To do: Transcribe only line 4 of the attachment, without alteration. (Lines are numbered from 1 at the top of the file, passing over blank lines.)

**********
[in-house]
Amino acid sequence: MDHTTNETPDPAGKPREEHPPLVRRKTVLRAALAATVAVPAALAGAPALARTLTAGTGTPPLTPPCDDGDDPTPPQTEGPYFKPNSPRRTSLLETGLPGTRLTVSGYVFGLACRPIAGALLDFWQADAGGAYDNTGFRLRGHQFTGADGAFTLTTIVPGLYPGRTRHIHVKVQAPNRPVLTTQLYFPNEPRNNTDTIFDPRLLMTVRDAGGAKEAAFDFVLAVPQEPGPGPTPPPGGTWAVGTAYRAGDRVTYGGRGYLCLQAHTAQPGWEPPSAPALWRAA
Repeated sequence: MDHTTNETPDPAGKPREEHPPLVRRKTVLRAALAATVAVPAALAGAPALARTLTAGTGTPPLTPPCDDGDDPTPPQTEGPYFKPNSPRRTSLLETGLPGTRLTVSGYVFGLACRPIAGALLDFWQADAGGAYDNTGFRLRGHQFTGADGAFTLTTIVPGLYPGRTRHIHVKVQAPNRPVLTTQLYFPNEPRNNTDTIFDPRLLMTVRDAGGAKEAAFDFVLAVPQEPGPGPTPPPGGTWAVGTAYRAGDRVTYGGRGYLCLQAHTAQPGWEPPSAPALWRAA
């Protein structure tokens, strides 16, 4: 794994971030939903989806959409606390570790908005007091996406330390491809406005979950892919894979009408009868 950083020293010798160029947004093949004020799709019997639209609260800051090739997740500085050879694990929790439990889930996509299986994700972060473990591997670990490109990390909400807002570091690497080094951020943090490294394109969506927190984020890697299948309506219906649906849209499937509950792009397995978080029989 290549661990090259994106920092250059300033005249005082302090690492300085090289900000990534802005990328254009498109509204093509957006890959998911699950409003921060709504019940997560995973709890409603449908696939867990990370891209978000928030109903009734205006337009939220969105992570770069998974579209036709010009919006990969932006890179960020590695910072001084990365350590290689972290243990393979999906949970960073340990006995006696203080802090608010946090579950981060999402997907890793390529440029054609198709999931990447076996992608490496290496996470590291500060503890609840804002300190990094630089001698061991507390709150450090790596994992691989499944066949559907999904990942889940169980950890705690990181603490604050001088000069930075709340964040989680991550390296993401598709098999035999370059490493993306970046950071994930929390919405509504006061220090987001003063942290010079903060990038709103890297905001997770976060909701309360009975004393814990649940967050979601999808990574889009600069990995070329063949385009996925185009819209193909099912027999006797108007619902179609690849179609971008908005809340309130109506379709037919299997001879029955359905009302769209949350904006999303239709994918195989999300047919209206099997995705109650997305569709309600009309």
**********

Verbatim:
């Protein structure tokens, strides 16, 4: 794994971030939903989806959409606390570790908005007091996406330390491809406005979950892919894979009408009868 950083020293010798160029947004093949004020799709019997639209609260800051090739997740500085050879694990929790439990889930996509299986994700972060473990591997670990490109990390909400807002570091690497080094951020943090490294394109969506927190984020890697299948309506219906649906849209499937509950792009397995978080029989 290549661990090259994106920092250059300033005249005082302090690492300085090289900000990534802005990328254009498109509204093509957006890959998911699950409003921060709504019940997560995973709890409603449908696939867990990370891209978000928030109903009734205006337009939220969105992570770069998974579209036709010009919006990969932006890179960020590695910072001084990365350590290689972290243990393979999906949970960073340990006995006696203080802090608010946090579950981060999402997907890793390529440029054609198709999931990447076996992608490496290496996470590291500060503890609840804002300190990094630089001698061991507390709150450090790596994992691989499944066949559907999904990942889940169980950890705690990181603490604050001088000069930075709340964040989680991550390296993401598709098999035999370059490493993306970046950071994930929390919405509504006061220090987001003063942290010079903060990038709103890297905001997770976060909701309360009975004393814990649940967050979601999808990574889009600069990995070329063949385009996925185009819209193909099912027999006797108007619902179609690849179609971008908005809340309130109506379709037919299997001879029955359905009302769209949350904006999303239709994918195989999300047919209206099997995705109650997305569709309600009309």